8 comments

  1. StevePerkins says:

    The only part that raises my eyebrow is the ban on senior judges hearing death penalty cases. Given that capital cases are the most important and sensitive case we have in our criminal justice system, it flies in the face of reason to require that they be heard by junior judges only. That’s clearly nothing more than a spiteful slap at Judge Fuller, and should be struck down.

  2. Doug Deal says:

    Chris it does. We can only hope that Steve is kidding.

    A more descriptive title would be “unelected” judges. In fact they can even be judges that lost re-election bids, although more likely judges that simply “retired”.

  3. Chris says:

    Senior Judges just sounds stupid.

    Is Roy Barnes now a Sr. Governor? Mark Taylor a Sr. Lt. Governor? Can Roy Barnes just show up at the capitol and start signing some bills when Sonny gets tad busy? Heck no.

    If judges are gonna be elected (I’m not sure I like that either) – then when the retire, lose, or just don’t run again they are done. No more black robes. Either they, or the voters, said no more.

  4. bowersville says:

    Senior judges are retired chief judges of a particular Superior court judicial circuit.

    A senior judge trying a case in a foreign jurisdiction is an anomaly that occurs when the judges within the circuit have a high profile/controversial case that they don’t believe they can be impartial/reelected or simply want to avoid.

    The retired senior judge is not facing reelection and is more subject to the law as written IMHO.

  5. StevePerkins says:

    Yes Doug, I’m being a little tongue-in-cheek with the “junior judge” label. However, it’s nevertheless useful and appropriate to bring in a senior judge for a high-profile case that is bound to be a media circus (e.g. the case that spawned this legislation).

    As everything from the Duke lacrosse team to celebrity shoplifters demonstrate… elected officials do okay when working below-the-radar cases, but can be less than trustworthy when a high profile case lets them use the spotlight to further their own political careers.

  6. The Comma Guy says:

    And don’t forget that we pay Sr. Judges by the day (on top of their pension) while Jr. Judges are salaried and have active case loads to get back to considering. That’s the difference in motivations between Fuller and Bodiford. Fuller had nothing other than tee times pressing on him. Bodiford has his share of the load of Cobb County cases just sitting around waiting for him to get back.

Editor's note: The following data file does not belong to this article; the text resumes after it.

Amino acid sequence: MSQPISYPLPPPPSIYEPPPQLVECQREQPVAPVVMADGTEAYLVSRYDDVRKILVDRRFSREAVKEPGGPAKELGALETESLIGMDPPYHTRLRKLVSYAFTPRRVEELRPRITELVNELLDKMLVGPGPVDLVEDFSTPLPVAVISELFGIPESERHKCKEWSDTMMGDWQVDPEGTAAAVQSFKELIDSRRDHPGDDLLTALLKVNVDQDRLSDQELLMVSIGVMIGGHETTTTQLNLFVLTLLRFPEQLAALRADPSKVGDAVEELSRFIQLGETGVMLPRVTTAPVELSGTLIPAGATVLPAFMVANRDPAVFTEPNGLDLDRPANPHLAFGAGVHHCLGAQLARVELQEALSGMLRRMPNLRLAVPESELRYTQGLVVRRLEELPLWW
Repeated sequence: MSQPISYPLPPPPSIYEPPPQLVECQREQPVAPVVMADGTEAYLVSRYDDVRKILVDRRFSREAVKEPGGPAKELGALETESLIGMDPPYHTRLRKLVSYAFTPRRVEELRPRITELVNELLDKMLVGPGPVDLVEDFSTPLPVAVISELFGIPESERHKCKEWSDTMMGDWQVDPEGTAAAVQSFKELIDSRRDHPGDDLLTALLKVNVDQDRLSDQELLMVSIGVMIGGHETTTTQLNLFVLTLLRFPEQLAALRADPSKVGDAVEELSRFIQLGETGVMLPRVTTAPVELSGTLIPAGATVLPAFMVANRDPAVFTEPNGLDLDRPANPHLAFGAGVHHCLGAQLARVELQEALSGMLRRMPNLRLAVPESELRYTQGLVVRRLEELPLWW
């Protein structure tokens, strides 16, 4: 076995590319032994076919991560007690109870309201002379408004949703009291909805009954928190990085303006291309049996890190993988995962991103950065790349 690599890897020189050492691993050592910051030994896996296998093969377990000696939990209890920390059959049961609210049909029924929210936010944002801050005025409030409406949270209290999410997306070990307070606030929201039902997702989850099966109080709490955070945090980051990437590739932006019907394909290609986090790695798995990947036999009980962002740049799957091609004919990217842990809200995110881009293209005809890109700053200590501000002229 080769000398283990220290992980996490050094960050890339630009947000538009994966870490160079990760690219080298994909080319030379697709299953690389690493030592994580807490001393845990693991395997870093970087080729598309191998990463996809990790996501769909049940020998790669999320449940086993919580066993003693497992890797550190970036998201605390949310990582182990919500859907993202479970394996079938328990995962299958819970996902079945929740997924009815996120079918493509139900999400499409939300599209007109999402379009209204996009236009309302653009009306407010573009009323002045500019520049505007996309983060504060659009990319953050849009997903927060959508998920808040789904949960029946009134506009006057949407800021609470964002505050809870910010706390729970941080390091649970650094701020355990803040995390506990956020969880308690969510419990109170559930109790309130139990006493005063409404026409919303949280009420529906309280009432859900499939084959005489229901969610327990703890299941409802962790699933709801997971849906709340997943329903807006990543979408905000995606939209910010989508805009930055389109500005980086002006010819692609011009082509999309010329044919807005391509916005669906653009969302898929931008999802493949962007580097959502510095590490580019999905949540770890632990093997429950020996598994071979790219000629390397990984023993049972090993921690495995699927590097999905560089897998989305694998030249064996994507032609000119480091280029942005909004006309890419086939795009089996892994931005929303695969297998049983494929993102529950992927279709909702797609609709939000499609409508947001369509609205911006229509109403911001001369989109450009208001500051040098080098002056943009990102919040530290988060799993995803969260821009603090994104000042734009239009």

The Sr. Judge system got seriously abused in Augusta among other places around the state. If a circuit is relying on a Sr. Judge or 2 to keep the case load manageable, they should be audited to determine in another judgeship should be created or if there are other issues at play (not enough trial weeks or hearing dates, inequitable division of cases) that would help resolve extremely high case loads. Most of the time it’s just a crutch for a Jr. Judge to be able to have a more routine 10-4 M-Th schedule.

  7. dorian says:

    Where in the blue blazes do you people do you people do your legal research, creative loafing? One, a senior judge does NOT have to have been a chief judge. Generally, he or she is just a judge that has ten or more years of experience. see OCGA 15-1-9.2. Two, there are instances in which an entire circuit is disqualified from presiding over a case (see election contests). How many of you people actually know the reasons a judge can be recused or disqualified? None. Just what I thought. Three, who do you think is going to be presiding over Boddford’s court while he presides in the Nichols case? It’ll probably be a senior judge.

    Fuller was a hack, and there are senior judges who abuse the system. There are bad apples from every profession, but here’s a little tid bit no one has mentioned, senior judges have to be asked to preside somewhere. They don’t just show up. That makes the judge that asked them there generally responsbile for their conduct (see elected judge), and if they don’t do a good job or abuse they system, they usually don’t get asked back.

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